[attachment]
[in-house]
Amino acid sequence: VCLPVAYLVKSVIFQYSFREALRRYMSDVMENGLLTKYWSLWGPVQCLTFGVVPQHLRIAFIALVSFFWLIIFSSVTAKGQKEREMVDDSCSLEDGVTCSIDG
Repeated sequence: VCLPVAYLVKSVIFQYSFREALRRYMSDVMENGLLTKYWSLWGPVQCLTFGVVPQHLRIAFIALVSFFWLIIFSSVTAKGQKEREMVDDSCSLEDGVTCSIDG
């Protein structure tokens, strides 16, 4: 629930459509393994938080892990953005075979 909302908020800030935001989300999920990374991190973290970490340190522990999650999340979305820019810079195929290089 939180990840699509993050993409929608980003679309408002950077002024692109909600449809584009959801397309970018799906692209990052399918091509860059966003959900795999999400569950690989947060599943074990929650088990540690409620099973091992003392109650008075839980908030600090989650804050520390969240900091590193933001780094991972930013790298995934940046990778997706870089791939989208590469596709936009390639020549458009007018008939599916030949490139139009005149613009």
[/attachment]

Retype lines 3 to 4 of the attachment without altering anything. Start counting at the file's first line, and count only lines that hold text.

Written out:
Repeated sequence: VCLPVAYLVKSVIFQYSFREALRRYMSDVMENGLLTKYWSLWGPVQCLTFGVVPQHLRIAFIALVSFFWLIIFSSVTAKGQKEREMVDDSCSLEDGVTCSIDG
């Protein structure tokens, strides 16, 4: 629930459509393994938080892990953005075979 909302908020800030935001989300999920990374991190973290970490340190522990999650999340979305820019810079195929290089 939180990840699509993050993409929608980003679309408002950077002024692109909600449809584009959801397309970018799906692209990052399918091509860059966003959900795999999400569950690989947060599943074990929650088990540690409620099973091992003392109650008075839980908030600090989650804050520390969240900091590193933001780094991972930013790298995934940046990778997706870089791939989208590469596709936009390639020549458009007018008939599916030949490139139009005149613009």